But Utah rookie Donovan Mitchell is making it abundantly clear he doesn’t plan to do that.

Gabe Ikard of The Franchise 107.7:

Jake Edmonds of KUTV:

A confident proclamation that rallies his team or youthful exuberance run amok?

The narrative will be decided after Game 6. That’s just how this is done.

Report: Grizzlies moving toward keeping J.B. Bickerstaff as coach

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From the moment Robert Pera opted to retain control of the Grizzlies and end a prolonged ownership saga, it seemed interim coach J.B. Bickerstaff would remain Memphis’ coach.

Lo and behold…

Shams Charania of Yahoo Sports:

Bickerstaff did a decent job before the Grizzlies started tanking. But that was a small a sample, and his prior work as Rockets interim coach was uninspiring.

To be fair to Bickerstaff, those were both difficult situations. He’s an experienced assistant who might be ready for this challenge.

To be less fair to Bickerstaff, this looks like Memphis taking the cheap route. The Grizzlies didn’t appear to conduct much of a coaching search, if any. Nor has Bickerstaff been mentioned with other openings. It probably won’t cost as much to hire him as it would a more-established option.

Memphis seems to be operating under the belief that a healthy Mike Conley and Marc Gasol will right the ship next season. And they might. But given the age and injury history of those two, I wouldn’t assume they stay healthy and productive all season. Even if they do, they’d have to carry an underwhelming supporting cast – with limited room for upgrade this summer – in a deep Western Conference.

The Grizzlies want Bickerstaff, who’d be a first-time non-interim head coach, leading that team trying to win now? That doesn’t seem like the right risk-reward balance – at least until considering his salary, and even then.

Rumor: 76ers increasingly confident about signing LeBron James

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LeBron James-76ers rumors have been mainstream for the better part of the year.

And they’re not going anywhere.

Marc Stein of The New York Times in his newsletter:

I now fully understand why whispers about the Philadelphia 76ers and their growing behind-the-scenes confidence that they can woo LeBron to Philly this summer are getting louder.

Why shouldn’t they be increasingly confident? Led by Joel Embiid and Ben Simmons, the 76ers have already won a playoff series. The Cavaliers are mired in a tight first-round series with the Pacers, and LeBron’s supporting cast has mostly stunk.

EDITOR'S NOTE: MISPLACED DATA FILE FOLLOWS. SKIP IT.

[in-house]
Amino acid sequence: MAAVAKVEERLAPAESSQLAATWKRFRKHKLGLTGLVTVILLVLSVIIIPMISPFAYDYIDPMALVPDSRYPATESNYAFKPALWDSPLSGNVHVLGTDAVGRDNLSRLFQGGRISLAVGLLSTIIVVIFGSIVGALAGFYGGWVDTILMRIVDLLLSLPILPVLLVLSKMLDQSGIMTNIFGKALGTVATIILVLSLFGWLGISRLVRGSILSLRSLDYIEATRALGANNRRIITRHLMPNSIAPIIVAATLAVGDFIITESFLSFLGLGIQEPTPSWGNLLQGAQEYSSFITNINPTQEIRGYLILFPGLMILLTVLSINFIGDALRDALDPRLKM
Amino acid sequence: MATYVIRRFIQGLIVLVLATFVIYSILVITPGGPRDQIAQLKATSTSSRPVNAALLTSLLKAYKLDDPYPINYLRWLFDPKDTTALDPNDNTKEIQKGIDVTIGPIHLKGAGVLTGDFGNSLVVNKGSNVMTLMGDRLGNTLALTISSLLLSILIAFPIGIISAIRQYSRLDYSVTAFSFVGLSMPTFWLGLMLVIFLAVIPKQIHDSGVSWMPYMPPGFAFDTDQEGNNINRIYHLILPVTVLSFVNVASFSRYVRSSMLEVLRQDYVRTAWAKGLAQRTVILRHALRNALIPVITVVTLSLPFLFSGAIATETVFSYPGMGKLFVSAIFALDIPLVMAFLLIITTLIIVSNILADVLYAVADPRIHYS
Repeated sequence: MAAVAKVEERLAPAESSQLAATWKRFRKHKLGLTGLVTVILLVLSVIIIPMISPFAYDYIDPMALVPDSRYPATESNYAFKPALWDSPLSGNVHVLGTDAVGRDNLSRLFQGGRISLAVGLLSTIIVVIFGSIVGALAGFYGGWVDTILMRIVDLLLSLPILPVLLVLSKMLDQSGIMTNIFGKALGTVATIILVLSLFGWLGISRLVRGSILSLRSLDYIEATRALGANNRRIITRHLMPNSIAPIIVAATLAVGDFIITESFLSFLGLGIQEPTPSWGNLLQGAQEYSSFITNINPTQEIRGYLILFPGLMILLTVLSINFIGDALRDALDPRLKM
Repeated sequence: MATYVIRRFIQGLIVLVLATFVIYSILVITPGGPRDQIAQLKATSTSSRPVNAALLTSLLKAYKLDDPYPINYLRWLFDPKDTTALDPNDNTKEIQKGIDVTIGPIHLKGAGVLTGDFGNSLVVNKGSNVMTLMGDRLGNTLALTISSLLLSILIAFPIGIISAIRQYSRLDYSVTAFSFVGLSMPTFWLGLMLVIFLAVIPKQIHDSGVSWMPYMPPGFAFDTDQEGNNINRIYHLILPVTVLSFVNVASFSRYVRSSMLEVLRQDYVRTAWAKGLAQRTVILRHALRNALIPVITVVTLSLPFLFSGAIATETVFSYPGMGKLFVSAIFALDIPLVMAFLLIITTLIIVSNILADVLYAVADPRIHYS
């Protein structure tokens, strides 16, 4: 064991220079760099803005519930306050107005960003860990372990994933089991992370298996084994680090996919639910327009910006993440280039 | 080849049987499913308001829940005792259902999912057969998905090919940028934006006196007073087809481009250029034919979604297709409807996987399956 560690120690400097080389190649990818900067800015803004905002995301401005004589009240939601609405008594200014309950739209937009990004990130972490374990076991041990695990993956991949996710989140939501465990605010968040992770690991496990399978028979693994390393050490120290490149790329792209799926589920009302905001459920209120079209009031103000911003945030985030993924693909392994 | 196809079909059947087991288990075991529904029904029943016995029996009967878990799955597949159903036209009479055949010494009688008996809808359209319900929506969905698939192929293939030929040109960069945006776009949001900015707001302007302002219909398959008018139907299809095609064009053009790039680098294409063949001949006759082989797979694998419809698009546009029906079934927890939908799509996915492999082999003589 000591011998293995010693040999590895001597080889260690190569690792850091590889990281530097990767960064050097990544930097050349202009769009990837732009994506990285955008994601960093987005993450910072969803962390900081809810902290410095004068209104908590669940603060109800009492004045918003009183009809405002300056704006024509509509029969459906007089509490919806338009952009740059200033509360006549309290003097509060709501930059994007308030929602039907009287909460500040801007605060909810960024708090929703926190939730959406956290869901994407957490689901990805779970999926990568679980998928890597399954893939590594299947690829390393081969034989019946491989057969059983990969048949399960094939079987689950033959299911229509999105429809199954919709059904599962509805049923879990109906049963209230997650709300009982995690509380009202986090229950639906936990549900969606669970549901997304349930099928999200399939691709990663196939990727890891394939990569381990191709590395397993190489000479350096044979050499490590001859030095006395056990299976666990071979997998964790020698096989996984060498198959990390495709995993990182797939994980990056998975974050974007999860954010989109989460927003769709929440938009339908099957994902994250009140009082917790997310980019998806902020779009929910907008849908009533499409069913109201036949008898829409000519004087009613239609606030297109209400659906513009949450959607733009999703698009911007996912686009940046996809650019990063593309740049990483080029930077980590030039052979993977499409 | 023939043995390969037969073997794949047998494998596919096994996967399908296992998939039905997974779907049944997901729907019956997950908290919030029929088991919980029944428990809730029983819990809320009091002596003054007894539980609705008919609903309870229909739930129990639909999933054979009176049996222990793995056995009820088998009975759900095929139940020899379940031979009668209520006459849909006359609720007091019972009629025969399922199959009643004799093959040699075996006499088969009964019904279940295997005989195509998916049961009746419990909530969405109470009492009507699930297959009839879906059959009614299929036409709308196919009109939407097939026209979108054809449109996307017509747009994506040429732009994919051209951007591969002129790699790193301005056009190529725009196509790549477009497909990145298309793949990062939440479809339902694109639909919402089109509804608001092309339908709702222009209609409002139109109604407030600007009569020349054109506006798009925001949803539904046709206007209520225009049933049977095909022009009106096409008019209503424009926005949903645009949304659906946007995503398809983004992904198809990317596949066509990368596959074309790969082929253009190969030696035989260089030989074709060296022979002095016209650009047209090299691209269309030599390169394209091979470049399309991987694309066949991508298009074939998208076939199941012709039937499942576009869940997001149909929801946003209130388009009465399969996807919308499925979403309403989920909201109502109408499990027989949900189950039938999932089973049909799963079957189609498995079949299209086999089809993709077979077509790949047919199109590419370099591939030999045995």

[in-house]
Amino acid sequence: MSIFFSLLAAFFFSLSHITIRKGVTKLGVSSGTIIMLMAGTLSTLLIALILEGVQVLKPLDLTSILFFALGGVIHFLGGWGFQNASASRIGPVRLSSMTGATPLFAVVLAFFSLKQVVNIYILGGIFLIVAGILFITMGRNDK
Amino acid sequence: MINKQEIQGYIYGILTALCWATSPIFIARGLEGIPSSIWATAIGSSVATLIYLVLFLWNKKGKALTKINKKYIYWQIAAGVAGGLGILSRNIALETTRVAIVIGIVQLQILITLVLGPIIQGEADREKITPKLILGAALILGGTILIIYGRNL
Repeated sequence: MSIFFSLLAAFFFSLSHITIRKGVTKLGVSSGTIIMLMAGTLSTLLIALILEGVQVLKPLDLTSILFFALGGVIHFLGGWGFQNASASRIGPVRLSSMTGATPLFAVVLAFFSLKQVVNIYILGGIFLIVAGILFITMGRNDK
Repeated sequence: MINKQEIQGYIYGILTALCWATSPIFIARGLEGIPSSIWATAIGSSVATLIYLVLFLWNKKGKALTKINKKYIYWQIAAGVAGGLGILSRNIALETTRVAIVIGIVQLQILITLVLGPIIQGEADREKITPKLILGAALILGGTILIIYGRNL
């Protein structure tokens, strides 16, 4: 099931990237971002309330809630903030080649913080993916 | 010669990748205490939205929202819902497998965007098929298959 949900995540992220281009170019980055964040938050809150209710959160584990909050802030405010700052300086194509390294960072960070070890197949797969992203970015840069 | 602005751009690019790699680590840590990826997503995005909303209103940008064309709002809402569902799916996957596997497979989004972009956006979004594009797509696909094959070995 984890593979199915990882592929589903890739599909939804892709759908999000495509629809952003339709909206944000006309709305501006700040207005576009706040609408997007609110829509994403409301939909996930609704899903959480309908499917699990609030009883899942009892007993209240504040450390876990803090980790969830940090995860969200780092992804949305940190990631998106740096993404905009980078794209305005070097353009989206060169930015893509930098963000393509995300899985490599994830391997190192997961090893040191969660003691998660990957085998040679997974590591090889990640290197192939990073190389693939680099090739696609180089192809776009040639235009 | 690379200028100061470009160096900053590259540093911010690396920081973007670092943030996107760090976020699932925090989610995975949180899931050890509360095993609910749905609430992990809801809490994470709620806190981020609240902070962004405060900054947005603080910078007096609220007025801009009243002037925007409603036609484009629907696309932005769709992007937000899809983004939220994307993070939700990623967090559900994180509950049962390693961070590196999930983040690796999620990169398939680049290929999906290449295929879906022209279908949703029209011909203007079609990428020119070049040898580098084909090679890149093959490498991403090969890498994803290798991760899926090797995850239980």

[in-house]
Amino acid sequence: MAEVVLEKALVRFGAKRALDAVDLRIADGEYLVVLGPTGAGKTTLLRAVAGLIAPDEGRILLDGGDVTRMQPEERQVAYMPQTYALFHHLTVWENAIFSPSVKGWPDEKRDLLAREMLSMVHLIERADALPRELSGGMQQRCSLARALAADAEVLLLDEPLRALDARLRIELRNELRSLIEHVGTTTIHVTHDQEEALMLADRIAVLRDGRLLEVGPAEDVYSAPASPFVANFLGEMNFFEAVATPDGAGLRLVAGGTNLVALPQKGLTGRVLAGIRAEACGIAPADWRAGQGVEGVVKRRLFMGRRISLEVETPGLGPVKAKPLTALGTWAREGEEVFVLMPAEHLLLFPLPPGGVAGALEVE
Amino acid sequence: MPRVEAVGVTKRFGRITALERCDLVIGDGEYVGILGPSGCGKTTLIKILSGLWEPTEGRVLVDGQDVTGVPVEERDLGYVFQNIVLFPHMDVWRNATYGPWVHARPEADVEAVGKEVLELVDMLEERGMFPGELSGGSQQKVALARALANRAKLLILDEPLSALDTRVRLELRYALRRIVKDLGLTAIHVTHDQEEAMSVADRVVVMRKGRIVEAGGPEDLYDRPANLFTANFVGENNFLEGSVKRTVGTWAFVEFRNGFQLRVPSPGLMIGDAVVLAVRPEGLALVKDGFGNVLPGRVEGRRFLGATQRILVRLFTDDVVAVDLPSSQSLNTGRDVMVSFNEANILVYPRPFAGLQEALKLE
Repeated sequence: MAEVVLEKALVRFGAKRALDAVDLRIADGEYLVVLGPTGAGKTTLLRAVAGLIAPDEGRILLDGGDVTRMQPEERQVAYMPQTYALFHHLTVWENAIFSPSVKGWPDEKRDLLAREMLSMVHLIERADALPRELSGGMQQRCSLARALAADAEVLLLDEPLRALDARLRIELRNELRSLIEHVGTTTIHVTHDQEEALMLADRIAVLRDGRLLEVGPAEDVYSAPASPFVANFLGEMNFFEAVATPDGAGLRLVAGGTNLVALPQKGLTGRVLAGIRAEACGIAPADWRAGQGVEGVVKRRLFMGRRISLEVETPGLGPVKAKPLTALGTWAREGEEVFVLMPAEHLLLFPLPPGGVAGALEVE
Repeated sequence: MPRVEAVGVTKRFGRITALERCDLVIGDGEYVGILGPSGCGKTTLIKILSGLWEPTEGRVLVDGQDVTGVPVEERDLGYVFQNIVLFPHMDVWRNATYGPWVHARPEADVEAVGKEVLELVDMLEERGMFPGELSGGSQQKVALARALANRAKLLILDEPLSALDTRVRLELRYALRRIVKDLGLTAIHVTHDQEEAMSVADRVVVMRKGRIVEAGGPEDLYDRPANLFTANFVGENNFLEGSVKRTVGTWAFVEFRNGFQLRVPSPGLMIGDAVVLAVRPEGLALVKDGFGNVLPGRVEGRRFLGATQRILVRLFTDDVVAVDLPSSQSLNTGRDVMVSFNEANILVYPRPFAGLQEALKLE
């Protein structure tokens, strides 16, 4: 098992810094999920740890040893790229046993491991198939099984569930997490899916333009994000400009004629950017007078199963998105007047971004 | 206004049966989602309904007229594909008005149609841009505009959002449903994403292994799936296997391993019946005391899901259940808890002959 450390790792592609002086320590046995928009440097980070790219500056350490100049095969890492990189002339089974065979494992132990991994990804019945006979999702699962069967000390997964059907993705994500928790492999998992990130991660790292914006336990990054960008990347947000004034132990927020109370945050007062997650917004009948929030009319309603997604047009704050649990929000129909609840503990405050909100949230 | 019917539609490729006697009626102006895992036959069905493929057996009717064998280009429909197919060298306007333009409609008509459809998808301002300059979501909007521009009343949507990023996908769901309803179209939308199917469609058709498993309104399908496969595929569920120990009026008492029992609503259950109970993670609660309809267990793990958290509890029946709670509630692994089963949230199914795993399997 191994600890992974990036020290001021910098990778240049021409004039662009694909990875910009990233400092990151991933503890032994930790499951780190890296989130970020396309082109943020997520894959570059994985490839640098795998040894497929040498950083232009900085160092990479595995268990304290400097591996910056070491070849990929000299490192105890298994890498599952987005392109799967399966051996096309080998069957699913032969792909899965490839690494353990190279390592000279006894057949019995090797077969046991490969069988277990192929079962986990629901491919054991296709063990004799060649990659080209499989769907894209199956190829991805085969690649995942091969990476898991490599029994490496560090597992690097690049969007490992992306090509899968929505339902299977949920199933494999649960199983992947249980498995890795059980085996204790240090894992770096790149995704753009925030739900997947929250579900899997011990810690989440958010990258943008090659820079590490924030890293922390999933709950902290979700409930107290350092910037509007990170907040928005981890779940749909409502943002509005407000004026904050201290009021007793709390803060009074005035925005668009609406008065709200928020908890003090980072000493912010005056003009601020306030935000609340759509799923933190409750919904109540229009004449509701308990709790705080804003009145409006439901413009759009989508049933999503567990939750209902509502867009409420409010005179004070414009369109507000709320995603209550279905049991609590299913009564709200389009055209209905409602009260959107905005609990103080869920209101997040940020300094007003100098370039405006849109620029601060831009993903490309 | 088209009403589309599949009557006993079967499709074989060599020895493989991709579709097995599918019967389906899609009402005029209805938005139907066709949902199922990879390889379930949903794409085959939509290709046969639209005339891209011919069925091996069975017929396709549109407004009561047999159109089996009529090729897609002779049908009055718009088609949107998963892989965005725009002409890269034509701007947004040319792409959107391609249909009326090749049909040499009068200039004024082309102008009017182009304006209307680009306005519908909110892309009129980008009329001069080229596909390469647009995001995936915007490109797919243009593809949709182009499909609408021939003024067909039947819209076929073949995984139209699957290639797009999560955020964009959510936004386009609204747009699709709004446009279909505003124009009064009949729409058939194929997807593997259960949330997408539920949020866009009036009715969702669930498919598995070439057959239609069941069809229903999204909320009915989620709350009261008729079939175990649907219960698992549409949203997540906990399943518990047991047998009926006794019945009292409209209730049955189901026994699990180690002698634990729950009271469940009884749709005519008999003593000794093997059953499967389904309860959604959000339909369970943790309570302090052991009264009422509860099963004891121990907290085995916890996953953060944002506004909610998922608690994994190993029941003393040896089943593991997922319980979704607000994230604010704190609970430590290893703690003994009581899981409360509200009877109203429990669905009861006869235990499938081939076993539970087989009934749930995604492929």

This has the makings of LeBron’s previous free agencies – when he left barren Cleveland for Dwyane Wade and Chris Bosh with the Heat in 2010, when he left aging Miami for Kyrie Irving and Kevin Love with the Cavaliers in 2014. Whatever motivations and narratives attached to LeBron’s decisions, he has left sinking teams for better-positioned ones.

The 76ers are good enough to fit that. They also have the cap flexibility to acquire him without sacrificing roster strength.

That LeBron has positioned himself as a mentor to Simmons – who shares an agent, Rich Paul, with LeBron – would only make signing with Philadelphia easier. LeBron could sell the narrative of teaching and grooming Simmons. LeBron, who cares about his legacy, must explain why he’s again leaving his hometown team in a way that won’t alienate everyone – not easy considering his homecoming message upon his return. Working first-hand with his protégé would look understandable, maybe even commendable.

All that said, growing confidence could be going from a 1% chance to a 10% chance. That’d be a 10-fold increase while leaving Philadelphia a big underdog.

LeBron’s free agency is still a huge unknown – including, at least in part, to LeBron himself. But I believe he has already started to consider options, even if he hasn’t made up his mind. And when that happens, signs could emerge behind the scenes. Perhaps, the 76ers have a read on those.

Or maybe they’re seeing what we’re all seeing: The 76ers are rising while the Cavs are just trying to keep their heads above water. Which situation would LeBron choose?